Actually, there is some really nice coral around here, but mostly the underwater visibility was appalling – less than 2 metres. All there was to do was take macro picture of the coral from a couple of inches away.
The area M N O is roped-off for snorkelers. It is probably not safe to go anywhere outside of this area as there is a lot of boat traffic going to and from the jetties. Here is the line of buoys at the edge, looking out towards the dive-resort based on one of those Ikea oil-rigs.
There are about 10 dive resorts on the island and most people stay on one of these as part of an all-inclusive dive-eat-sleep package for 2-3 days. At most of them, you can pay for extra days accommodation and/or diving. I guess that many will let you go out on the boat to snorkel while they are diving around Mabul.
There is a list of resorts at wikitravel here.
I guess you can buy dedicated snorkelling packages, too, but I haven’t looked into it. (You can get certainly get these for Sipadan trips).
When I was there (2012), there was a single ‘backpackers’ type place on Mabul. It was 40MYR for a dorm. (for comparison: the cheapest dive resort dorm was 80MYR, with most dive resort accommodation being double rooms starting at about 120MYR).
If you are going independent, you will have to take a dive-resort boat from Semporna to Mabul for about 100MYR each way. If you are on a package, transfers will be included in the price. In both cases, there is an extra jetty fee of 10MYR in Semporna.
For independents – there are a few local eateries on the island, selling basic food at mainland prices (about 5-10MYR for a simple rice-and-meat dish). Package-deal people will have all resort meals included in the price.
There is a wide dust-track running along the length of the island, near to the West coast.
You can use it to reach a scrappy beach on the South West corner of the island. There is easy access to the water here and there is a channel cut through the coral (F to E on the map). Give way to boats in the channel. Further North, you must use ladders from the resorts to get down to the water.
On the East side of the island, there access to the water from the one sloping beach, at the North end.
There are a couple of points where you can cut across from the West side track to the East side of the island, including the demarked snorkel area in the North East.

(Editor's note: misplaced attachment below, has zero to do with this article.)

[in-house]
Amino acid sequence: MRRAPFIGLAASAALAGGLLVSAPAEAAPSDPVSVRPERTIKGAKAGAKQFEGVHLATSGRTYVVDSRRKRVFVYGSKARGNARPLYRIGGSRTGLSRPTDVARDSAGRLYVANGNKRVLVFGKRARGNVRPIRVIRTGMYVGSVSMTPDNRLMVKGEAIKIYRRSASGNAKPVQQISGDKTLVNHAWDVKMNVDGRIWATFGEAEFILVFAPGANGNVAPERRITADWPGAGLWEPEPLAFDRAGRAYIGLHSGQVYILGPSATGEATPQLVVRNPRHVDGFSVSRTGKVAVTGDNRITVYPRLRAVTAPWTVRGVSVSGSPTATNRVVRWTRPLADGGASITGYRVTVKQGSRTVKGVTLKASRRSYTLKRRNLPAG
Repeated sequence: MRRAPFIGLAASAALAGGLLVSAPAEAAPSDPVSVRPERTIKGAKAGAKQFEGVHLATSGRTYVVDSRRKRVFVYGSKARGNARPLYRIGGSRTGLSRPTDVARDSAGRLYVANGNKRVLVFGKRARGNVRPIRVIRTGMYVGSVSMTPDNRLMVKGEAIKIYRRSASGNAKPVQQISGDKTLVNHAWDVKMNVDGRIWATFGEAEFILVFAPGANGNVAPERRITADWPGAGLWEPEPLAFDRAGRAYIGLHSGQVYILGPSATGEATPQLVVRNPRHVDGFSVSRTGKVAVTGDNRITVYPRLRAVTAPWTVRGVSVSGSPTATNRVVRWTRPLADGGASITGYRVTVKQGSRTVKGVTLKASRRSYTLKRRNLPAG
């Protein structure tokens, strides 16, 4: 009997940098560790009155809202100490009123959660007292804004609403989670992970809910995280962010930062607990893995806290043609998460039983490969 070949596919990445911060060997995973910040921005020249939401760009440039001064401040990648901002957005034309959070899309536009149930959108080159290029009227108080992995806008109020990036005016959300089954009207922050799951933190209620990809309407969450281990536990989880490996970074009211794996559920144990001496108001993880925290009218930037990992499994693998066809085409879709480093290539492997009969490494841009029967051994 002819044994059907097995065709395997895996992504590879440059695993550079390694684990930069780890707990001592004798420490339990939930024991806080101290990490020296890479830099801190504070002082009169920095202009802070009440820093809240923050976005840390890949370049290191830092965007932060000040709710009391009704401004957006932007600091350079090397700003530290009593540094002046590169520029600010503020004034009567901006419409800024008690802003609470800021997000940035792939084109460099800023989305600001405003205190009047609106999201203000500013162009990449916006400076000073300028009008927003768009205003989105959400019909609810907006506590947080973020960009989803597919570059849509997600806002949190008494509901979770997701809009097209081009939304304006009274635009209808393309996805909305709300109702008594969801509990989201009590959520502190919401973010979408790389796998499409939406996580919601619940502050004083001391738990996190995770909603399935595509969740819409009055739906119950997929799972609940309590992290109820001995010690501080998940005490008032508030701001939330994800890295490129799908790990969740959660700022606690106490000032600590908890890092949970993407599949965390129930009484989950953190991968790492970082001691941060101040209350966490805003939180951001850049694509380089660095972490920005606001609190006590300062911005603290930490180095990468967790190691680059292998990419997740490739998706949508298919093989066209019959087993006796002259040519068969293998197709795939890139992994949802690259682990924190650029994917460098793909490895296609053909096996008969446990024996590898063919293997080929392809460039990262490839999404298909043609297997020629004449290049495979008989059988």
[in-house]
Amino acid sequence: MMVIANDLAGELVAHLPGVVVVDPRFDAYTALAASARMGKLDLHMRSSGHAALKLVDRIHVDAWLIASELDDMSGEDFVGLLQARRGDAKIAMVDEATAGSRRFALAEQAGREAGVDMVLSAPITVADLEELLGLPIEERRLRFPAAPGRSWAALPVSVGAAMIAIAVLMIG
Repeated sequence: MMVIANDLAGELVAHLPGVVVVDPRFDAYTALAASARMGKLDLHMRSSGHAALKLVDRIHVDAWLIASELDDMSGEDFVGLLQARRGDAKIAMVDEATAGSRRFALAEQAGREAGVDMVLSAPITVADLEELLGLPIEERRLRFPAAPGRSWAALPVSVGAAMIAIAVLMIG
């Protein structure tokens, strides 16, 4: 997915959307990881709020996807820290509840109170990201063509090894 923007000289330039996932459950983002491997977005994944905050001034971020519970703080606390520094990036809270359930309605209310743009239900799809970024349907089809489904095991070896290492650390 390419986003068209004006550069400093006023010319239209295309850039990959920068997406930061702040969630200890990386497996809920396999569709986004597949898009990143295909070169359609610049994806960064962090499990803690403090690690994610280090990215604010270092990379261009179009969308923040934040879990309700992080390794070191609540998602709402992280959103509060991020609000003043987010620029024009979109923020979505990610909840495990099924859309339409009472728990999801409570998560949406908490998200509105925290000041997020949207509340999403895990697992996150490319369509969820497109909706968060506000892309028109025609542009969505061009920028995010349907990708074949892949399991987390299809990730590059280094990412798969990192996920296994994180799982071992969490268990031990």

Some people mention that there are rats on Mabul. Yes, I saw one or two, usually scurrying around in the rafters of one of the stilt accommodations. It’s pretty unlikely that they are going to come down and bite you.
The couple of beaches are nothing special – you probably wouldn’t want to lay-out on them.
Some local fishermen paddle by the resorts in the mornings looking to sell last night’s catch to tourists. The resort’s kitchen will happily store these and cook them for you in the evening (for a small fee). Resorts encourage people to pay the fishermen in non-monetary items (usually sweet or savoury snacks). If you’re doing this, take the wrappers off first as the fisherman’s kids will just throw the plastic wrappers straight into the sea.
Local islanders are used to natural food with its wrappings that biodegrade naturally. They haven’t quite got used to plastics and the need to dispose of them differently. Some accounts of Mabul mention a plastics pollution problem, but I can’t say I saw much of it. If you do see a plastic bag in the sea, please grab it and take it with you as turtles think they are jellyfish and choke trying to eat them.
Overall, I loved the snorkelling on the West side of Mabul and I would say that if you can find someone selling a trip that will let you snorkel the West coast drop-off safely, then it is worth coming to Mabul for the snorkelling, (even if you aren’t going to Sipadan).
Written: Jul 2012 Last Updated: Jul 2012